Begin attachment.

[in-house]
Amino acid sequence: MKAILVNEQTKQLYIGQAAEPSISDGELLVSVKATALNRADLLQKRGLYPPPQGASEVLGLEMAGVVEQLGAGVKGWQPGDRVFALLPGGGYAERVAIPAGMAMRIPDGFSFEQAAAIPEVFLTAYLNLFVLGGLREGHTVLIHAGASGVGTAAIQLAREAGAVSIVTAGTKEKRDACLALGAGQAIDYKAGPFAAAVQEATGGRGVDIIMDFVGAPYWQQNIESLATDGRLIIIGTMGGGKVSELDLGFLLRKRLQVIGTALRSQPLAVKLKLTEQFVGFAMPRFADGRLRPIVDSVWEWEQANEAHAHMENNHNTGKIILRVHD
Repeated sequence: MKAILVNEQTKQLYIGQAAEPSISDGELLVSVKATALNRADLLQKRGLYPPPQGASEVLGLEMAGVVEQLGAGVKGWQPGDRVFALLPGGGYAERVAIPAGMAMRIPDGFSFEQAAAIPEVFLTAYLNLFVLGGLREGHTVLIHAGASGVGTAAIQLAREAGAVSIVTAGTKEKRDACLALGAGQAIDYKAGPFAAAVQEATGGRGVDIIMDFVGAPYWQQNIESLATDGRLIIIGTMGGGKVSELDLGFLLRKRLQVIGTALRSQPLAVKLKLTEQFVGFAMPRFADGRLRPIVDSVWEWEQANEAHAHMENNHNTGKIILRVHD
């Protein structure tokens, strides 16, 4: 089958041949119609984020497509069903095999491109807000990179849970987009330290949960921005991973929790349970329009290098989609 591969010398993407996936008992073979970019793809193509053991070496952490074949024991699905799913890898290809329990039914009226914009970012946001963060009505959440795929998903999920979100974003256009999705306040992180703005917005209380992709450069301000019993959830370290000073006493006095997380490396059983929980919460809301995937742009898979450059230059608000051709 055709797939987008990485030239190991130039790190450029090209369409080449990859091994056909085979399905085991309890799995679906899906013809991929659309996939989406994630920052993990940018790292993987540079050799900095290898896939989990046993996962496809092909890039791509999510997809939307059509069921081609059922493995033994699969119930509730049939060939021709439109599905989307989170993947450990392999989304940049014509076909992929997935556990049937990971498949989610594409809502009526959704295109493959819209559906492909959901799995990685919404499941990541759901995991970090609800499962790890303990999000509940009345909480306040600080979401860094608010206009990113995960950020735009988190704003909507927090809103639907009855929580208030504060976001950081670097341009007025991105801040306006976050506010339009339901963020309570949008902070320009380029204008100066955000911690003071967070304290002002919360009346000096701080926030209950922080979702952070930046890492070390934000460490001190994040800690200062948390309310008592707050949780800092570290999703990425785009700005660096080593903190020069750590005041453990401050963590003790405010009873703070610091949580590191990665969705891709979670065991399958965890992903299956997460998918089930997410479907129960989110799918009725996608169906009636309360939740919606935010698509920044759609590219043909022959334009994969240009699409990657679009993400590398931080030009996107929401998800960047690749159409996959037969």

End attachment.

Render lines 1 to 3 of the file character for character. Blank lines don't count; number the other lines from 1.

[in-house]
Amino acid sequence: MKAILVNEQTKQLYIGQAAEPSISDGELLVSVKATALNRADLLQKRGLYPPPQGASEVLGLEMAGVVEQLGAGVKGWQPGDRVFALLPGGGYAERVAIPAGMAMRIPDGFSFEQAAAIPEVFLTAYLNLFVLGGLREGHTVLIHAGASGVGTAAIQLAREAGAVSIVTAGTKEKRDACLALGAGQAIDYKAGPFAAAVQEATGGRGVDIIMDFVGAPYWQQNIESLATDGRLIIIGTMGGGKVSELDLGFLLRKRLQVIGTALRSQPLAVKLKLTEQFVGFAMPRFADGRLRPIVDSVWEWEQANEAHAHMENNHNTGKIILRVHD
Repeated sequence: MKAILVNEQTKQLYIGQAAEPSISDGELLVSVKATALNRADLLQKRGLYPPPQGASEVLGLEMAGVVEQLGAGVKGWQPGDRVFALLPGGGYAERVAIPAGMAMRIPDGFSFEQAAAIPEVFLTAYLNLFVLGGLREGHTVLIHAGASGVGTAAIQLAREAGAVSIVTAGTKEKRDACLALGAGQAIDYKAGPFAAAVQEATGGRGVDIIMDFVGAPYWQQNIESLATDGRLIIIGTMGGGKVSELDLGFLLRKRLQVIGTALRSQPLAVKLKLTEQFVGFAMPRFADGRLRPIVDSVWEWEQANEAHAHMENNHNTGKIILRVHD